Freer’s engagement with the Peacock Room is addressed in detail in the online colloquium Cross Cultural Interchange and Aspirations of Universality: The Peacock Room in 1908, which took place on 11 May 2011, and is available as an archive on the museum’s website. Glazer and Patricia de Montfort provide detailed presentations on the Peacock Room at various moments in its history. Joshua Neds-Fox and Shawn McCann introduce an additional web project currently underway in collaboration with Wayne State University, and Ayako Ono and Arabella Teniswood-Harvey examine the reception and reinterpretation of Whistler’s art and ideas in early twentieth-century Japan and Australia, respectively. Together the presenters emphasize that the Peacock Room’s transformations were part of a broader series of changes that affected Whistler, Freer, and ideas about Asia from the late nineteenth to early twentieth centuries.
The online colloquium was an energy-filled gathering of participants and listeners from across the globe. By using Adobe Connect meeting software facilitated by the Learning Times, listeners were able to introduce themselves and post questions and comments in a chat box that remained open throughout the course of the event. Some of the presenters used a feature that allowed them to poll participants and post the results in real time, and the chat dialogue accommodated several conversation threads. By and large, the event proceeded like a typical symposium: presenters orally addressed questions toward the end, though time constraints limited the discussion. While allowing more time for discussion would have provoked movement in a variety of interesting analytical directions, a longer discussion may also have moved away from the interests of some of the audience members. In order to attract a large, diverse audience and to foster the type of detail-oriented, often contentious discussion that evolves at more intimate workshops and symposia, an optional follow-up discussion might have been a welcome addition. That said, in its current form, the online event was engaging, it successfully united specialist and non-specialist audiences, and it contributed much to the viewing experience.
It should not be forgotten that such a thorough reconstruction of Freer’s version of the Peacock Room was only possible thanks to the collector’s exceptional act of documenting it in 1908. As Stephen Bann once stated with respect to another private collection museum,
it might reasonably be argued that the entropy which affects any such assembly [of objects in a private display space] with the passing of time is of so high a degree that we can never in practice recover the integrity of the original system or code. Perhaps it might be contended that such a recovery is not even desirable, since the objects themselves should be emancipated, through being incorporated into new meanings, from the paranoia of an all-embracing system. But . . . to reconstruct the formative procedures and principles which determined the type of a particular museum, and to set them in relation to the epistemological presumptions of the period, is also crucial to any history of collecting and display practices and also to the history of aesthetic and (art) historical discourse itself. (Stephen Bann, “Historical Text and Historical Object: The Poetics of the Musée de Cluny,” History and Theory 17, no. 3 (1978): 252)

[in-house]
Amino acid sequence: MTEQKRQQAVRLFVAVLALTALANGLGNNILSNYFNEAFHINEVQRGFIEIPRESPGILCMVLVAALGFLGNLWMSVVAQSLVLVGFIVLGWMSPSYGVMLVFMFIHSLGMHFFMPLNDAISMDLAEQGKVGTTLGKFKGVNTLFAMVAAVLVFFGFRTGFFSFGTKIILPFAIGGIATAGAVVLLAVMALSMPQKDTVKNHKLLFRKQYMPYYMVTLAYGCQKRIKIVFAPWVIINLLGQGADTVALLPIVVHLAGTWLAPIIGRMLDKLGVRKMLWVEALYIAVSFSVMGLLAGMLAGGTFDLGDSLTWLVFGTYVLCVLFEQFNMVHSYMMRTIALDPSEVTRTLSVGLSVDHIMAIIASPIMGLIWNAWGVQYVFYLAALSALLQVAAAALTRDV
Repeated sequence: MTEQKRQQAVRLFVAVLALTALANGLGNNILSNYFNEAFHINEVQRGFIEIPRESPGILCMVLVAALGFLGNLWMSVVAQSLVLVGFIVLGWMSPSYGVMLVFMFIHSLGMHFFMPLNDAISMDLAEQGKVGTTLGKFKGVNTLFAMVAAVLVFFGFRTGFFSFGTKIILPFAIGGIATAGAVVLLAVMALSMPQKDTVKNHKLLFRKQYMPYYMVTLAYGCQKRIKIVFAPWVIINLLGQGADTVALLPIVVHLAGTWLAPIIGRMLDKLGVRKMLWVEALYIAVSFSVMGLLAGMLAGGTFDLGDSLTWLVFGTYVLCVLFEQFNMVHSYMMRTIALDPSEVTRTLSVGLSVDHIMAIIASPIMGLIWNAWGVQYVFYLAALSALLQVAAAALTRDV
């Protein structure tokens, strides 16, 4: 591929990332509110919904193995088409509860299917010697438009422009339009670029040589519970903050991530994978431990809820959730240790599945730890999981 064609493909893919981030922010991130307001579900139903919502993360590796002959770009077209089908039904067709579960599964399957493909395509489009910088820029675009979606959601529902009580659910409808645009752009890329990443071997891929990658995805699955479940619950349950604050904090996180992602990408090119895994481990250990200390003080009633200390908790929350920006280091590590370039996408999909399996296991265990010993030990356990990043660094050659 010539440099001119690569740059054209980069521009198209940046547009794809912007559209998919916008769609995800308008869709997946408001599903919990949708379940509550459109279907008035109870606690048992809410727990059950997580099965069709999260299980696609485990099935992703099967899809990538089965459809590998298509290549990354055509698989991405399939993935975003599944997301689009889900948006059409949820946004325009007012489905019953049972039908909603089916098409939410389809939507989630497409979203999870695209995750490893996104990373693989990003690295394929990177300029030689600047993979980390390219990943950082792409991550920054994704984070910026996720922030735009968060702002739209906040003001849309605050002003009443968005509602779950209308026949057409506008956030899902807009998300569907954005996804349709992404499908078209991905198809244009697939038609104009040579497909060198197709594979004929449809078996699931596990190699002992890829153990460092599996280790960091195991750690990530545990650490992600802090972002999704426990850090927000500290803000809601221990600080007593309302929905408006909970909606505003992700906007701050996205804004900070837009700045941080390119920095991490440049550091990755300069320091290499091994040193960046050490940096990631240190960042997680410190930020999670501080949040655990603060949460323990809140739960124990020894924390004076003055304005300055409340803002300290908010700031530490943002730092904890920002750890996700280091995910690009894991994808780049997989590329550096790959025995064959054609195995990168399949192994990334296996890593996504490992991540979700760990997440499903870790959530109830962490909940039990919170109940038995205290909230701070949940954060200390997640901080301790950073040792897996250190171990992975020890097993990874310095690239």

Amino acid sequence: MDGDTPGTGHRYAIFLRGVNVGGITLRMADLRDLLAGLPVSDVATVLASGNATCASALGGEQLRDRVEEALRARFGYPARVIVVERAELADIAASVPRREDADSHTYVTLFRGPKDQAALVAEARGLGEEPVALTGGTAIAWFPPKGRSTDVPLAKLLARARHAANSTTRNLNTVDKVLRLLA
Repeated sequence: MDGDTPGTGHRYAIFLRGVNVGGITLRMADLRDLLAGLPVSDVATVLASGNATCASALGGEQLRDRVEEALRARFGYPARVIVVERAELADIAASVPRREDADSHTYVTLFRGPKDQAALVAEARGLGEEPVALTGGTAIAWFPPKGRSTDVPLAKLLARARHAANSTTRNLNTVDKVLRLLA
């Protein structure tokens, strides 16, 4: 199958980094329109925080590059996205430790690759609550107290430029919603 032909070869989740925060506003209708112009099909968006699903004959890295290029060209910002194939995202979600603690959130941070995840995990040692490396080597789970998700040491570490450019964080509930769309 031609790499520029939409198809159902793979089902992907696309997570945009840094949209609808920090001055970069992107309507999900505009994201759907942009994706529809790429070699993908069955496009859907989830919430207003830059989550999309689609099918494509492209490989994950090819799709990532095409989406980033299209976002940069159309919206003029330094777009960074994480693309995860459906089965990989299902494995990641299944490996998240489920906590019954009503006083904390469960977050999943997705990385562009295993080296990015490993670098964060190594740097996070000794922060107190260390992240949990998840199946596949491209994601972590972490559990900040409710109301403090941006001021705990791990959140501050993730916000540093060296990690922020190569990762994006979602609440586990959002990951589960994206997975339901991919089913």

While Freer’s engagement with the ceramics was, as Glazer suggests, likely casual and intuitive, his efforts invite comparison with other cases in the early twentieth-century Western reception of Asian and Middle Eastern ceramics, and with the modern history of the reception, display, and historical study of art across traditional cultural or disciplinary boundaries, not only by those in Whistler’s circle, but also by contemporaries and successors such as Warburg, Yashiro Yukio, and Henri Focillon.
The online complements to the physical reinstallation of the Peacock Room help balance the room’s status as historical material with what Bann called the benefits of the objects’ emancipation, their freedom to be incorporated into new meanings. Similar to the room’s relationship to the objects housed therein, the online components are more than an elaborate frame for the physical exhibition; they are an integral part of it, which allows visitors to experience the same objects and space in a variety of ways. This experience will be enriched by the site currently under construction (in collaboration with Wayne State University), which will allow the viewer to interact with each ceramic piece individually, and will display both the current object label and evidence of the identity the object had for Freer (see the presentation by Neds-Fox and McCann in the online colloquium).
It is worth noting that similar work is ongoing in other parts of the Freer and Sackler galleries. The display of Korean ceramics in an adjacent gallery does not separate the vessels by age and region, as is customary, but instead groups them by function, uniting, for example, storage jars of a variety of periods and surface treatments. Downstairs in the Sackler special exhibition galleries, Echoes of the Past: The Buddhist Cave Temples of Xiangtangshan uses a combination of ancient Chinese artifacts, interpretive websites, panoramic views of cave interiors, and digital reconstructions to indicate what the caves and sculptures once looked like, without suppressing the fact of the stone carvings’ forcible detachment from the cave walls and sale on the international art market in the early to mid-twentieth century (click here for review). One of the exhibition’s centerpieces is a stone stele carved on all sides that unites the Buddhas of the past, present, and future, a recurring theme in the Buddhist cave universe. The holistic view which conjoins and then distinguishes several temporal realms represents a new stage in what museums can achieve through a combination of physical and online exhibitions, so that a sixth-century Chinese stele resonates with curatorial directions facilitated by a renewed commitment to digital technology and a foregrounding of the museum’s own cultural role in framing and re-framing the object in a conscious and conspicuous way.
Assistant Professor, Department of Art History, University of Chicago